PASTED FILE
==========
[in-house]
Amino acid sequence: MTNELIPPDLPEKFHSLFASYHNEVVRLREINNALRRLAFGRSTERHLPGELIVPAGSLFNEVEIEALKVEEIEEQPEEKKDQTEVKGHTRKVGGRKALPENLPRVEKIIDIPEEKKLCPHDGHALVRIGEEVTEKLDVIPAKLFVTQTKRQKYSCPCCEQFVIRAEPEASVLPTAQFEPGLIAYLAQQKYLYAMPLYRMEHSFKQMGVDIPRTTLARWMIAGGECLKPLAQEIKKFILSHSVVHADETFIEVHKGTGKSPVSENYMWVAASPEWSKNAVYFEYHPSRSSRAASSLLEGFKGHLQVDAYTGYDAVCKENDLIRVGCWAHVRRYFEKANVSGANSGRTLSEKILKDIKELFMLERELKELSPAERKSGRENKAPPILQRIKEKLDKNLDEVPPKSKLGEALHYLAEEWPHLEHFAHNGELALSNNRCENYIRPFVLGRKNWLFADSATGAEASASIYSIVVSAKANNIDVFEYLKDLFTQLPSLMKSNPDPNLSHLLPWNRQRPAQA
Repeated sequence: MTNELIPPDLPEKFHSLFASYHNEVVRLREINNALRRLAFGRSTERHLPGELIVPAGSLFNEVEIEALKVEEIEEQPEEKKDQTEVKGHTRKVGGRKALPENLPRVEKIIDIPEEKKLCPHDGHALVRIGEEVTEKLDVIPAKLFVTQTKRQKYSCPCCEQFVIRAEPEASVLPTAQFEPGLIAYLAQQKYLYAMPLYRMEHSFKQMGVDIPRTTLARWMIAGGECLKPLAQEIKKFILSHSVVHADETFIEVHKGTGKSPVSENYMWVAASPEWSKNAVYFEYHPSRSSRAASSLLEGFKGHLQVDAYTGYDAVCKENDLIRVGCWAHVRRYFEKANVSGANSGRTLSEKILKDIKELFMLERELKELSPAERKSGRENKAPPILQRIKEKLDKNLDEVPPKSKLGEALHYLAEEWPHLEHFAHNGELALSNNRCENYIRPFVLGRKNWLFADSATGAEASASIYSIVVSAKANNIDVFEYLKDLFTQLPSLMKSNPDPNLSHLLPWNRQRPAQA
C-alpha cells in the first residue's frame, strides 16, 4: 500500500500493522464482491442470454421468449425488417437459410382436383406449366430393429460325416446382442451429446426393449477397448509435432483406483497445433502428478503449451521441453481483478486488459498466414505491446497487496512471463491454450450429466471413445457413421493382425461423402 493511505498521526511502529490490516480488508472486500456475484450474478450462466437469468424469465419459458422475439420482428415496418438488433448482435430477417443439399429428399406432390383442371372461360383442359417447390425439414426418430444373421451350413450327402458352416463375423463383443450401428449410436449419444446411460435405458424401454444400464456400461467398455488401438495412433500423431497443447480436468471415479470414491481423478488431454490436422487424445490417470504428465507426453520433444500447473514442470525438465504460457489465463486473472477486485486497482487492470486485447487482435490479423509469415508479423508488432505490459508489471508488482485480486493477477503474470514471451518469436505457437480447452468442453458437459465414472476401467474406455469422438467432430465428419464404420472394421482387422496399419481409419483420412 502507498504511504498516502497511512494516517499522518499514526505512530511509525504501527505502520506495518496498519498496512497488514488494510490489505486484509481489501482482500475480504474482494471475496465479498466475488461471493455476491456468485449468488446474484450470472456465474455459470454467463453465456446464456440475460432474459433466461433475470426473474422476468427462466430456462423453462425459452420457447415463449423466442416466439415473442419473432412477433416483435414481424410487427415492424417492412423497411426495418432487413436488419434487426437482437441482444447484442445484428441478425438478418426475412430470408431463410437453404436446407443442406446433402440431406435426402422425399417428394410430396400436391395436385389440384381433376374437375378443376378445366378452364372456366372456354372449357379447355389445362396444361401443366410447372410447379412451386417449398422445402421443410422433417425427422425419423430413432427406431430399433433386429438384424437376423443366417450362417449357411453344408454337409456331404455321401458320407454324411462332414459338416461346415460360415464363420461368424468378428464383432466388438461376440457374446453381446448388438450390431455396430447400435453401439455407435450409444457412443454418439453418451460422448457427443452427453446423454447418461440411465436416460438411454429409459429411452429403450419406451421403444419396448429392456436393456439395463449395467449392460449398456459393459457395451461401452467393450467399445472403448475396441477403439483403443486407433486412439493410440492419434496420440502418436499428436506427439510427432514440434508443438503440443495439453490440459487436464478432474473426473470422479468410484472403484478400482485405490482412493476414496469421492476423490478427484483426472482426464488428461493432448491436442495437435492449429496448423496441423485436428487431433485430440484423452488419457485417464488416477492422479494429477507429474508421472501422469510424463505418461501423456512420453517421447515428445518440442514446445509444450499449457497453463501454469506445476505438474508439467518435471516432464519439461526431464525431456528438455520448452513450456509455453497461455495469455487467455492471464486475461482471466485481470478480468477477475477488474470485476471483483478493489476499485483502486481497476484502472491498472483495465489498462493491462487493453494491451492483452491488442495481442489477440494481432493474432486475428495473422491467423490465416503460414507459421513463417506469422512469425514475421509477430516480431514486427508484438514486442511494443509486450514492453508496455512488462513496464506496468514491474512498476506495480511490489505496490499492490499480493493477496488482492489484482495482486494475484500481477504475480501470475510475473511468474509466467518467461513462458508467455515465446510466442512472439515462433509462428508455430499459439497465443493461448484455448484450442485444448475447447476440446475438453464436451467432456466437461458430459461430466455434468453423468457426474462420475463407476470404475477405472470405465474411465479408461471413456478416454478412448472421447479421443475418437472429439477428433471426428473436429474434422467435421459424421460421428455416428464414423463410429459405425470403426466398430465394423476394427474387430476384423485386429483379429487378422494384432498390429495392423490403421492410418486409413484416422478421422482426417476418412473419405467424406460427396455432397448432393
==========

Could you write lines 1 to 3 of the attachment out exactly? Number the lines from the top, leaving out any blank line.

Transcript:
[in-house]
Amino acid sequence: MTNELIPPDLPEKFHSLFASYHNEVVRLREINNALRRLAFGRSTERHLPGELIVPAGSLFNEVEIEALKVEEIEEQPEEKKDQTEVKGHTRKVGGRKALPENLPRVEKIIDIPEEKKLCPHDGHALVRIGEEVTEKLDVIPAKLFVTQTKRQKYSCPCCEQFVIRAEPEASVLPTAQFEPGLIAYLAQQKYLYAMPLYRMEHSFKQMGVDIPRTTLARWMIAGGECLKPLAQEIKKFILSHSVVHADETFIEVHKGTGKSPVSENYMWVAASPEWSKNAVYFEYHPSRSSRAASSLLEGFKGHLQVDAYTGYDAVCKENDLIRVGCWAHVRRYFEKANVSGANSGRTLSEKILKDIKELFMLERELKELSPAERKSGRENKAPPILQRIKEKLDKNLDEVPPKSKLGEALHYLAEEWPHLEHFAHNGELALSNNRCENYIRPFVLGRKNWLFADSATGAEASASIYSIVVSAKANNIDVFEYLKDLFTQLPSLMKSNPDPNLSHLLPWNRQRPAQA
Repeated sequence: MTNELIPPDLPEKFHSLFASYHNEVVRLREINNALRRLAFGRSTERHLPGELIVPAGSLFNEVEIEALKVEEIEEQPEEKKDQTEVKGHTRKVGGRKALPENLPRVEKIIDIPEEKKLCPHDGHALVRIGEEVTEKLDVIPAKLFVTQTKRQKYSCPCCEQFVIRAEPEASVLPTAQFEPGLIAYLAQQKYLYAMPLYRMEHSFKQMGVDIPRTTLARWMIAGGECLKPLAQEIKKFILSHSVVHADETFIEVHKGTGKSPVSENYMWVAASPEWSKNAVYFEYHPSRSSRAASSLLEGFKGHLQVDAYTGYDAVCKENDLIRVGCWAHVRRYFEKANVSGANSGRTLSEKILKDIKELFMLERELKELSPAERKSGRENKAPPILQRIKEKLDKNLDEVPPKSKLGEALHYLAEEWPHLEHFAHNGELALSNNRCENYIRPFVLGRKNWLFADSATGAEASASIYSIVVSAKANNIDVFEYLKDLFTQLPSLMKSNPDPNLSHLLPWNRQRPAQA